We took the morning long tail boat back to Ranong, Thailand, where we switched to a songthiew and then to a minibus headed to Chumphon. We had planned to take a night ferry from there to Koh Tao, but arrived just in time to catch the afternoon high speed catamaran instead. The night ferry sounded pretty uncomfortable, but we thought it would take much longer to cross the Isthmus of Kra. We forgot we were in Thailand, where the buses are pretty reliable and you don’t have to wait very long to go anywhere. But then the boat left 45 minutes late anyway, so you never know.
The first stop of the boat was pretty jarring. We approached Nang Yuan, a small group of islands connected by isthmuses of beach. It was a beautiful setting, so Riki went up top to check it out. While he was gone, hundreds of tourists got on the boat, overflowing the aisles in their matching hats, shirts and even shoes, the first of whom yelled “where’s the champagne?” as soon as he got on the boat. We’re not in Myanmar anymore. Luckily, it wasn’t far to our stop, Koh Tao. We were a day early for our scheduled accommodation, so we stayed near the pier at a cheap place, while we cruised the little roads jam-packed with tourist shops, dive centers and restaurants. We saw more Westerners than Thais, but also a surprising number of people from Myanmar. A complete contrast to our quiet week on Koh Chang.
The next day we checked into a dive center’s hotel and then went on a hike, over the mountains to the deserted resort on the other side of the island. It was pretty eerie, as this resort has been closed only a few years, so is mostly intact, except for missing windows, furniture and a few thatched roofs.
That afternoon we started our open water class. We were introduced to the course and then watched some videos with two other students. It was a bit intimidating, as Riki and I were both a bit apprehensive about diving. After, we were given homework to complete for the morning. It wasn’t hard, but it took a brain shift to read and answer questions again. Not something we’ve done in quite a while.
On our first full day, we met in the morning to go over our homework and watch more videos. These included a lot of safety info, as well as procedures for ascending, descending and how to use all the gear. That afternoon, we took a boat out to the island, Nang Yuan, the same island where the hoards of tourist had boarded our ferry. We did a swim test, involving swimming around the boat three times and then floating for 10 minutes. We passed.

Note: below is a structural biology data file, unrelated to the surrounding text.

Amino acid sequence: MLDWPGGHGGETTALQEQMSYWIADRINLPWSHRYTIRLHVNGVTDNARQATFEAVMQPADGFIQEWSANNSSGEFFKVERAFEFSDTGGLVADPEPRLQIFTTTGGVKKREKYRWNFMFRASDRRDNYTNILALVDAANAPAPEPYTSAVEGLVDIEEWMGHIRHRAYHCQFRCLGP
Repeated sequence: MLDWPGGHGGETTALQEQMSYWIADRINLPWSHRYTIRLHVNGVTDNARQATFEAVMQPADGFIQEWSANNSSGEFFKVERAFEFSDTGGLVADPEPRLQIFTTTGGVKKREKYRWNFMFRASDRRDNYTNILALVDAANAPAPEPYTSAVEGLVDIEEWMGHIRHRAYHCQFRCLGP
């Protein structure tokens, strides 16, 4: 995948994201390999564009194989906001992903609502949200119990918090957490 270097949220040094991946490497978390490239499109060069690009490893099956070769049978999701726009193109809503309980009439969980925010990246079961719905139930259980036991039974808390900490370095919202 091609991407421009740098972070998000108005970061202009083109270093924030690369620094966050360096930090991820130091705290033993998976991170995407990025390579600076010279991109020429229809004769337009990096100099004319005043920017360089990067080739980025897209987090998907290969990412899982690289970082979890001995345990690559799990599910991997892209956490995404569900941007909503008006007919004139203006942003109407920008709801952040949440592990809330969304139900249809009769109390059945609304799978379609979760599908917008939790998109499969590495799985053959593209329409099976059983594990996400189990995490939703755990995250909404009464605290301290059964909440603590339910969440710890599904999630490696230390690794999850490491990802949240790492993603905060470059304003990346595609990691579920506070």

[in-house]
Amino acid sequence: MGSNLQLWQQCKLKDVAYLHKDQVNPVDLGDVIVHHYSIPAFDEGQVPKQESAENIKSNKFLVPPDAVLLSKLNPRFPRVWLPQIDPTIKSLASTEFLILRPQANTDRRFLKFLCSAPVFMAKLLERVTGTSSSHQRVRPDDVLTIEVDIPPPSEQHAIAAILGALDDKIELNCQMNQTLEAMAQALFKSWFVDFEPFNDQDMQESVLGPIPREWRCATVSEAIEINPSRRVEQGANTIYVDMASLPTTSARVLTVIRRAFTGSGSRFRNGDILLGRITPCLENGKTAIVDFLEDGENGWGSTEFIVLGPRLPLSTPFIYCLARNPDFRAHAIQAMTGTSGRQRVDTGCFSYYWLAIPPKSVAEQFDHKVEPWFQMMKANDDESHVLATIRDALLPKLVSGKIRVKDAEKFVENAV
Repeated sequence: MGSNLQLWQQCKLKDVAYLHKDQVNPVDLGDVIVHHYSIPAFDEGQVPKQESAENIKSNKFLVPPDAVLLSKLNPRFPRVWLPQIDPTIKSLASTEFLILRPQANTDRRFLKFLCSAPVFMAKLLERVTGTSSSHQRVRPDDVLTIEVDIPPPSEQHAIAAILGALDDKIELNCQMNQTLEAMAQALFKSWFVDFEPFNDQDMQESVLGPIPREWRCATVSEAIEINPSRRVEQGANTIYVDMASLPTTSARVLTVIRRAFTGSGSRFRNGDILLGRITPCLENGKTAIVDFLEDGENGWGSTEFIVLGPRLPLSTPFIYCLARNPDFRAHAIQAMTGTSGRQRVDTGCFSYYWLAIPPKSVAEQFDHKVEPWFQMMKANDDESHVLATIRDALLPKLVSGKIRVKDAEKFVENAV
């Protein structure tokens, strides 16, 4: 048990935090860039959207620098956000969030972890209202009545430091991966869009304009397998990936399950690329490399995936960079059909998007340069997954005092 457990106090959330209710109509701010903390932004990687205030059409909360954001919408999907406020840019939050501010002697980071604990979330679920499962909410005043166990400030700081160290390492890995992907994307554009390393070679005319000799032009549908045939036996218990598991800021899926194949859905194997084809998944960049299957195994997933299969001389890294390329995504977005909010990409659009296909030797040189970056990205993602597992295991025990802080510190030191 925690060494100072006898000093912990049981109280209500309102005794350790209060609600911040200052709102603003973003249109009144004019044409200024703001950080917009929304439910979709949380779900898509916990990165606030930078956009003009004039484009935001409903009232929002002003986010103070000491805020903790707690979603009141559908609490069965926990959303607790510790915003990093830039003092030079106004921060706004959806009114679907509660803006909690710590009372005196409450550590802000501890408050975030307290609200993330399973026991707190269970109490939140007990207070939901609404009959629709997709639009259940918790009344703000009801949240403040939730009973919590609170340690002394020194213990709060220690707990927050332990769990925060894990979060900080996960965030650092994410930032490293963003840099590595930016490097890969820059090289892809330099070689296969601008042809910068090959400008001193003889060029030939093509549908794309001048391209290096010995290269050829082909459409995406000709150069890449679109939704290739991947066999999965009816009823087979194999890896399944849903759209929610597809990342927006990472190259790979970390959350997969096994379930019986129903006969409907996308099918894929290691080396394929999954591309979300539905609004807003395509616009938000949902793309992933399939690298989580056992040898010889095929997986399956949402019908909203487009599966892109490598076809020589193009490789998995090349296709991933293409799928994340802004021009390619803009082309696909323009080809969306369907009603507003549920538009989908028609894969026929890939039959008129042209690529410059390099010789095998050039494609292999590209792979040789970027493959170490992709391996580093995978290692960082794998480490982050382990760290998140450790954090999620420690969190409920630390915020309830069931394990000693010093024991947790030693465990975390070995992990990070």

We then proceeded with our “confined” dive, which for us was in open, but very calm water. Everyone had neglected to tell us that while this sounds very easy, it is actually terrifying. The water was shallow and at no point could we not have surfaced, but just being under the water and breathing from a small hose was a shock to our senses. Plus, my goggles were fogged almost the entire time, so I couldn’t see more than just blurry shapes in front of me. Oh, and I had some problems getting one of my ears to pop, despite being only a few meters down. Riki ran out of air first (probably all that heavy breathing to calm down), so we headed to the surface for some more exercises.
Day 2, we met in the morning to go over our homework and take the final exam. We passed. Then we headed back on the boat to the same area for our first real dive. This went better than anticipated. We were able to relax a bit and swim around without freaking out. It was still really intimidating to be so far under water and there’s always that little urge to look around for sharks in the back of my mind (or front). We saw a porcupine pufferfish, a white-eyed moray eel and a ton of small fish and sea cucumbers.
Day 3 began at 6 am with a longer and very choppy ride to a deeper dive site. As we arrived, the boats already there were signalling shark. For me, that means, no way in hell am I getting in the water, but we had learned that this particular shark, the whale shark, was not a danger to us and doesn’t eat humans. I just told myself it was a whale, not a shark. So we were rushed into the water, which was not great since we were still very new to the process of getting everything ready and buddy checks and whatnot. Within a few minutes, we spotted a 4-5m whale shark, with tons of smaller (but still big) fish circling it. It was a pretty magestic sight. Apparently, this was a small one and they can get much, much bigger. It was still immense to me. The whale shark swam above us and rather than following it around like many other divers, we went off to explore the rest of the reef.
We saw so many beautiful fish, coral and things I can not yet identify. Luckily, we had a videographer with us that day, so we can share some of the images. It was like something out of Planet Earth, or the underwater equivalent TV show.
The whale shark didn’t make another appearance, so we ascended into big swells and boarded the boat for our second dive in calmer waters. Same same, beautiful marine life in clear water.
We met up that night to watch the video from that day and say goodbye to our group, as we had booked a ferry back to the mainland for the next day.
I really must thank Riki’s parents (mostly mom) for convincing us to try diving. We had both kind of shouldered it off as something we didn’t really want to do. But we were very pleasantly surprised, once we got over the kind of claustrophobia of being attached to an air hose while under 18m of water. And we were very lucky, it takes some people thousands of dives to see a whale shark. We reached the pinnacle of our diving career on dive 3. Its all downhill from here.
Next stop, Krabi, Thailand, to see some beaches and eat some good curry.